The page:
Unfortunately, I don't know how to do interval exponentiation. So, maybe it comes as a better idea to figure out how it works on the reals before trying this approach.

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Needs more LaTeX. (I tried editing it, but I don't really know how it works.) –  TRiG Aug 20 '12 at 21:30

This is a further development on the ideas of Doug Spoonwood and phv3773.

Exponentiation $a^b$ is a continuous function, in both arguments, so we can use "interval methods" to calculate a number to any desired precision. Now I'm guessing you are only interested in real numbers, so I guess I can assume $a>0$, and since $a^{-b}=1/a^b=(1/a)^b$, we can also restrict our attention to $a>1$ and $b>0$. For fixed $b>0$, $a^b$ (the power function) is a strictly increasing function for $a\in(0,\infty)$, and for fixed $a>1$, $a^b$ (an exponential function) is strictly increasing for $b\in\Bbb R$.

Now suppose $a\in[a_-,a_+]$ and $b\in[b_-,b_+]$. In your application this would correspond to having calculated the irrationals $a$ and $b$ to some precision, and $a_-,a_+$ are your rational upper and lower bounds on the number you have calculated. (For example, if I calculate $a=\pi\approx3.14$ to that many digits of precision, rounded correctly, then $a\in[a_-,a_+]=[3.135,3.145]$.) Because $a^b$ is increasing in both arguments in the region of discussion, I know $$a_-^{b_-}\le a_-^b\le a^b\le a_+^b\le a_+^{b_+}$$ and hence $a^b\in[a_-^{b_-},a_+^{b_+}]$. This is Doug's "interval exponentiation" (suitably simplified for the case when $a>1$ and $b>0$).

These represent pessimistic bounds on the number being calculated, but they give a guarantee that the number you want is actually in that range.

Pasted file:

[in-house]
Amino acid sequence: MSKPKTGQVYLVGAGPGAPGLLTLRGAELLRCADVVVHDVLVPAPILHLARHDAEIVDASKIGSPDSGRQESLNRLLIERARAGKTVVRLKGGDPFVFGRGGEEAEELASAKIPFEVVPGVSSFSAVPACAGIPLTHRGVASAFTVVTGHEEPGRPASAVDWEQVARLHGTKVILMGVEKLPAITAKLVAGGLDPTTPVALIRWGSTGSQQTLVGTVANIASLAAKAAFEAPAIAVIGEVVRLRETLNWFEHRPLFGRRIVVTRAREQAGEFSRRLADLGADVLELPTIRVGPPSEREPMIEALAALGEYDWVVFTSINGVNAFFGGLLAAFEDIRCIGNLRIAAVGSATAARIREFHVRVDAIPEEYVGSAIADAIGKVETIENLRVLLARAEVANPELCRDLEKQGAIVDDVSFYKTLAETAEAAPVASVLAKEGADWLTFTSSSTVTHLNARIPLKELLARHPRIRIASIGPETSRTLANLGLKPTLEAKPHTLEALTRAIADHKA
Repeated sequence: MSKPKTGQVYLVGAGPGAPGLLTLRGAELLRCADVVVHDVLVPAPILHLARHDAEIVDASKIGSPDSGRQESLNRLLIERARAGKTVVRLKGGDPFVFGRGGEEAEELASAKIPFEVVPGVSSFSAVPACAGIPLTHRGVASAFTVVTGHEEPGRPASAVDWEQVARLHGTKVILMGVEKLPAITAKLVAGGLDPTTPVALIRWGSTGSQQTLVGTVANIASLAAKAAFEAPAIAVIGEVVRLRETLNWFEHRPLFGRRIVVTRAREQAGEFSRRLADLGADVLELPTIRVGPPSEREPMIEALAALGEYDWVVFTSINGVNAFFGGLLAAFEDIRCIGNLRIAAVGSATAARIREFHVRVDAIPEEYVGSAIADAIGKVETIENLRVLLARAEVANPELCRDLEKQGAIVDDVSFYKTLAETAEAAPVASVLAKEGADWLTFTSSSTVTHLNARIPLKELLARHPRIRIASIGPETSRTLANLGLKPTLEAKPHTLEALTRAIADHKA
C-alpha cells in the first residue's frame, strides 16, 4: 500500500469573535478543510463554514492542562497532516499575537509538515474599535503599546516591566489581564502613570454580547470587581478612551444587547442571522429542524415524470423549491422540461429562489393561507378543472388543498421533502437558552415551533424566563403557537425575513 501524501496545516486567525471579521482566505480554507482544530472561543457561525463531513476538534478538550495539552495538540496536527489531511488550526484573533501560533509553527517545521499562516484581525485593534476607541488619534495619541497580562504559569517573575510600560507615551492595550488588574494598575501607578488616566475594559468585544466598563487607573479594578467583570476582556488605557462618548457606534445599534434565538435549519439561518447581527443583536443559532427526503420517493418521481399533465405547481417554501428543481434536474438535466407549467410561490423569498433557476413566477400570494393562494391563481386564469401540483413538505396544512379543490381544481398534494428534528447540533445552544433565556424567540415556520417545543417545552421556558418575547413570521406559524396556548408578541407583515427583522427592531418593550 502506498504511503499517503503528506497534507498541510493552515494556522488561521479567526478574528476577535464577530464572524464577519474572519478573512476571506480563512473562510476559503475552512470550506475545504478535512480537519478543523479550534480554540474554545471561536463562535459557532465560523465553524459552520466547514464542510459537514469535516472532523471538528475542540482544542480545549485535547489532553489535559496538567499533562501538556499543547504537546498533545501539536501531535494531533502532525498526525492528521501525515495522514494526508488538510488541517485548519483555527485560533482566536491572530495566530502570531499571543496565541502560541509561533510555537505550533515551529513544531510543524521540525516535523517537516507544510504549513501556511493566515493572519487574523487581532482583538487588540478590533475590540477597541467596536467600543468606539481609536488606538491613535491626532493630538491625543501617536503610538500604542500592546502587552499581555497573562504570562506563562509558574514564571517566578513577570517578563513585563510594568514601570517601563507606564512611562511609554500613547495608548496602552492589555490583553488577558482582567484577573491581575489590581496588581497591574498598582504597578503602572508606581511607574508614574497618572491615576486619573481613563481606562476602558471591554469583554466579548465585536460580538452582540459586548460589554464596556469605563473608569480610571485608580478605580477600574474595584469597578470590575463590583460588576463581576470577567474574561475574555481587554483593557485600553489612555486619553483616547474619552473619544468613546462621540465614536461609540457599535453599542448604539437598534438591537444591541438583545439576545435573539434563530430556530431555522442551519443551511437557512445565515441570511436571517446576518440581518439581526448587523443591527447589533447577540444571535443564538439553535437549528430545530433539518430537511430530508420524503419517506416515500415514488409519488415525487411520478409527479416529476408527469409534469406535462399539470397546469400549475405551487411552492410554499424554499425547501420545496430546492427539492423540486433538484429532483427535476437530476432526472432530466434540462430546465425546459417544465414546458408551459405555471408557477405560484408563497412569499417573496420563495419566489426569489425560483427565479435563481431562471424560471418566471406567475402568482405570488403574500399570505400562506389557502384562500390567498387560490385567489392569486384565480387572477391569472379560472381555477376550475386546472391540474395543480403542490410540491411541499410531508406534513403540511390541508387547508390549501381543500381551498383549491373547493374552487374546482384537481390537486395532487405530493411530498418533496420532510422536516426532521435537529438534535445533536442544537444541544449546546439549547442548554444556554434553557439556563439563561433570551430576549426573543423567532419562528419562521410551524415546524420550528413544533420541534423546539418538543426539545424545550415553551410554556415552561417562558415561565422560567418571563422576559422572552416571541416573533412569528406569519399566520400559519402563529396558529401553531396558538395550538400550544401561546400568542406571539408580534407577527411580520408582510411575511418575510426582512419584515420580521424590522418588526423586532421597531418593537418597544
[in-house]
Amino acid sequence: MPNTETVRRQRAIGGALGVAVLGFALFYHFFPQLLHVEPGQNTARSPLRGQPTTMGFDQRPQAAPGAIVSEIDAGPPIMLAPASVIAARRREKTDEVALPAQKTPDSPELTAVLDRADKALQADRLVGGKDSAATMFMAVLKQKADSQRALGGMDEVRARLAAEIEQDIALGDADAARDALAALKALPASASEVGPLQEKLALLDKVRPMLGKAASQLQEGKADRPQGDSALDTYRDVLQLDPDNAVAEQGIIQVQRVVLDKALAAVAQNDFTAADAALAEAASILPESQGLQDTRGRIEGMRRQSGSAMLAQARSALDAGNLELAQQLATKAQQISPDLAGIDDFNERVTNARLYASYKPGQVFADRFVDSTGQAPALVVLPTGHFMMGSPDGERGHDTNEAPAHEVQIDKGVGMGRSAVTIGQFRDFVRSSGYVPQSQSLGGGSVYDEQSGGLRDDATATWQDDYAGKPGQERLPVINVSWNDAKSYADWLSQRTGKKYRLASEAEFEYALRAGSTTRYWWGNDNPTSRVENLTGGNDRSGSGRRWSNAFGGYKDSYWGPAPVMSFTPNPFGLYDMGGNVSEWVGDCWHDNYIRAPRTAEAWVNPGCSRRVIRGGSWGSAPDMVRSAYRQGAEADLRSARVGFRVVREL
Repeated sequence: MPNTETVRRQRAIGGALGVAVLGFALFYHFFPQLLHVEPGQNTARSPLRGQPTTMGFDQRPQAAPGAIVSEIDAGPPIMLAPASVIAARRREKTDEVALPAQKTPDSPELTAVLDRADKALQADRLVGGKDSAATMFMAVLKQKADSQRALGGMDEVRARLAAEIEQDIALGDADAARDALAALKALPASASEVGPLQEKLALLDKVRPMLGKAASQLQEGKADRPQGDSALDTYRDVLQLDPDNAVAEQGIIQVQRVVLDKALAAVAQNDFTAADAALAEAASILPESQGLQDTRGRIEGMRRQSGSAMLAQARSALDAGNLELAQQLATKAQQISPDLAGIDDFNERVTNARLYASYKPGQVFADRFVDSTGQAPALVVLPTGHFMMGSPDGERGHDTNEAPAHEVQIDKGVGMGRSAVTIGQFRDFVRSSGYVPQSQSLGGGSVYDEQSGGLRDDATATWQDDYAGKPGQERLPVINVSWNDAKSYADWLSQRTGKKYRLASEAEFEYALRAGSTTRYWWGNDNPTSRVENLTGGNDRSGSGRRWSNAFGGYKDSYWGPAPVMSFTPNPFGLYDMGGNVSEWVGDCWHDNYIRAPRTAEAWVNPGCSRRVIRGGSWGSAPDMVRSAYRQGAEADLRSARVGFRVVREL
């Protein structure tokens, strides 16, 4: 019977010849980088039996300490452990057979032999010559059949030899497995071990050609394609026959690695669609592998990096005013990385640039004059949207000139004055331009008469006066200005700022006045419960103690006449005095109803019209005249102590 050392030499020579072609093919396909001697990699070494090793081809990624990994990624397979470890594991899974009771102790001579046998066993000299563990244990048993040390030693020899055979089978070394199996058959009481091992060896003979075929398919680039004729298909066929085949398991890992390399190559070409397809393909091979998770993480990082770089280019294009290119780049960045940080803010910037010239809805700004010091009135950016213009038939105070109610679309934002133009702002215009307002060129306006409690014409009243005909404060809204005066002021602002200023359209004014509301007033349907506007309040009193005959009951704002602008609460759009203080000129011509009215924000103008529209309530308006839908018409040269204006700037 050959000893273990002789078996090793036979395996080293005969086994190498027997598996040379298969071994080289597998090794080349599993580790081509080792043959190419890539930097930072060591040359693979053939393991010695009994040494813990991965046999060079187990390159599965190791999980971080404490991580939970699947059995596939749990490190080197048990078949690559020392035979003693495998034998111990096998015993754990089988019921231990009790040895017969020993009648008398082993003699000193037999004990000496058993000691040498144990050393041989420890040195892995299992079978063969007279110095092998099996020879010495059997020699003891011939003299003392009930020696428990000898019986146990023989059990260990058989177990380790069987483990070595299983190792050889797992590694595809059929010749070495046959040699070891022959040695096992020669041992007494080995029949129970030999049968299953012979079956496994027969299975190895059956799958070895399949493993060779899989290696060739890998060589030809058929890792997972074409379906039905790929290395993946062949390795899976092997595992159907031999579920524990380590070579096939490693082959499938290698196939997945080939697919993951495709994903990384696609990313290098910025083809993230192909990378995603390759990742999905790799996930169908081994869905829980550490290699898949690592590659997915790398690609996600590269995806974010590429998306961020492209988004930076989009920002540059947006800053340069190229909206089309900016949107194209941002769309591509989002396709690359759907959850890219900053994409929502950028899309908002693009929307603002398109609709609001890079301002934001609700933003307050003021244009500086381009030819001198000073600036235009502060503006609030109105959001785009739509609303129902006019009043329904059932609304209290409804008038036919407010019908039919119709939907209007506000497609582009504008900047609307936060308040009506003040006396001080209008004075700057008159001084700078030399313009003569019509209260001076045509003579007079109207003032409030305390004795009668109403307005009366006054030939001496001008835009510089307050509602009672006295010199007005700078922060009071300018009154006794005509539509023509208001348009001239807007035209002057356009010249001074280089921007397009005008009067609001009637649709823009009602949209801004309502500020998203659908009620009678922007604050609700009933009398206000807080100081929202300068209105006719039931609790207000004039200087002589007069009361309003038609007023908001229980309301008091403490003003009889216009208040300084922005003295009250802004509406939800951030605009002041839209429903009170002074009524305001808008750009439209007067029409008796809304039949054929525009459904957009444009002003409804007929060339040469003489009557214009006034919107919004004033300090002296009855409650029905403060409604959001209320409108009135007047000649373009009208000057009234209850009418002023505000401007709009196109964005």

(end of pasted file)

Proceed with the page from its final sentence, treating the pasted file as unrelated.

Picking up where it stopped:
A natural second question related to this process is which $a_-,a_+,b_-,b_+$ to choose. If you have an effective method for calculating $a$ and $b$ to whatever precision you need, then that means you can demand $a_+-a_-\le\delta$ and $b_+-b_-\le\delta'$ with your choice of $\delta,\delta'$. Our true goal is to get the range of our interval within some $\epsilon$, which is to say $a_+^{b_+}-a_-^{b_-}\le\epsilon$. A good estimate of what $\delta,\delta'$ to choose can be given by taking the partial derivatives of $a^b$ at the point of approximation:

$$(a+\alpha)^{b+\beta}\approx a^b+\alpha\frac\partial{\partial a}a^b+\beta\frac\partial{\partial b}a^b=a^b(1+\alpha \frac ba+\beta\log a)$$

(where $|\alpha|\le\delta/2$ and $|\beta|\le\delta'/2$). For good approximations, we want these two error terms to be comparable to one another. Thus we want $\frac{\delta a}b\approx\frac{\delta'}{\log a}\approx\frac\epsilon2a^b$. (I realize that this requires the computation of $a^b$, but this is just an estimate and need not be very accurate. The true test is when you calculate $a_+^{b_+}$ and $a_-^{b_-}$ and find that the difference is within your error bounds. If it isn't, just cut $\delta,\delta'$ in half until it is.)

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As others have suggested, I would use $a^b=\exp(b \log a)$. In this case, there is nothing special about $a,b$ being irrational. If $b$ is rational, we are probably in for irrationals because the denominator represents a root. To know the accuracy, we need to estimate how accurate each step has to be. We can take derivatives to assess this. First we need $a,b$ to be known well enough. We have $\Delta (a^b) \approx \frac {\partial (a^b)}{\partial b} \Delta a=a^b \log a \Delta b$, or the relative error in $a^b$ is a factor $\log a$ larger than the relative error in $b$. If $a$ is not too large, an extra decimal place or two will be enough. Similarly for errors in $a$, $\Delta (a^b) \approx \frac {\partial (a^b)}{\partial a} \Delta a=b\cdot a^{(b-1)} \log a \Delta a$ so if $b$ and $a$ are about the same magnitude, again a couple places will be enough. You can do similarly for errors in your $\log$ and $\exp$ functions and the multiply.